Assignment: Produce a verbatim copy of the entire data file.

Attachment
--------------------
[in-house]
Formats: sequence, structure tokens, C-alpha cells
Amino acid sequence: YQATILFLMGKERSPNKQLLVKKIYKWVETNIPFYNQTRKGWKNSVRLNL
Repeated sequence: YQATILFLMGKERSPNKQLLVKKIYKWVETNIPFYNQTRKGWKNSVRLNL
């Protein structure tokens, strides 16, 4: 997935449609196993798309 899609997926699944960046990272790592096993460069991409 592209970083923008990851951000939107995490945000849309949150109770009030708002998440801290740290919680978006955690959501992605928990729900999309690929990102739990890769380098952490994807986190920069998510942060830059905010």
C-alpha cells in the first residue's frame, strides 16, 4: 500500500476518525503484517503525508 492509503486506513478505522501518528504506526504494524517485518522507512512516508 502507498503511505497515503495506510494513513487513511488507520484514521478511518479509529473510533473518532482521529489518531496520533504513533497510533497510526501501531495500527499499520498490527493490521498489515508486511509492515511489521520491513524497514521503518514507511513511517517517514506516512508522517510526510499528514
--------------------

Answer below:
[in-house]
Formats: sequence, structure tokens, C-alpha cells
Amino acid sequence: YQATILFLMGKERSPNKQLLVKKIYKWVETNIPFYNQTRKGWKNSVRLNL
Repeated sequence: YQATILFLMGKERSPNKQLLVKKIYKWVETNIPFYNQTRKGWKNSVRLNL
């Protein structure tokens, strides 16, 4: 997935449609196993798309 899609997926699944960046990272790592096993460069991409 592209970083923008990851951000939107995490945000849309949150109770009030708002998440801290740290919680978006955690959501992605928990729900999309690929990102739990890769380098952490994807986190920069998510942060830059905010």
C-alpha cells in the first residue's frame, strides 16, 4: 500500500476518525503484517503525508 492509503486506513478505522501518528504506526504494524517485518522507512512516508 502507498503511505497515503495506510494513513487513511488507520484514521478511518479509529473510533473518532482521529489518531496520533504513533497510533497510526501501531495500527499499520498490527493490521498489515508486511509492515511489521520491513524497514521503518514507511513511517517517514506516512508522517510526510499528514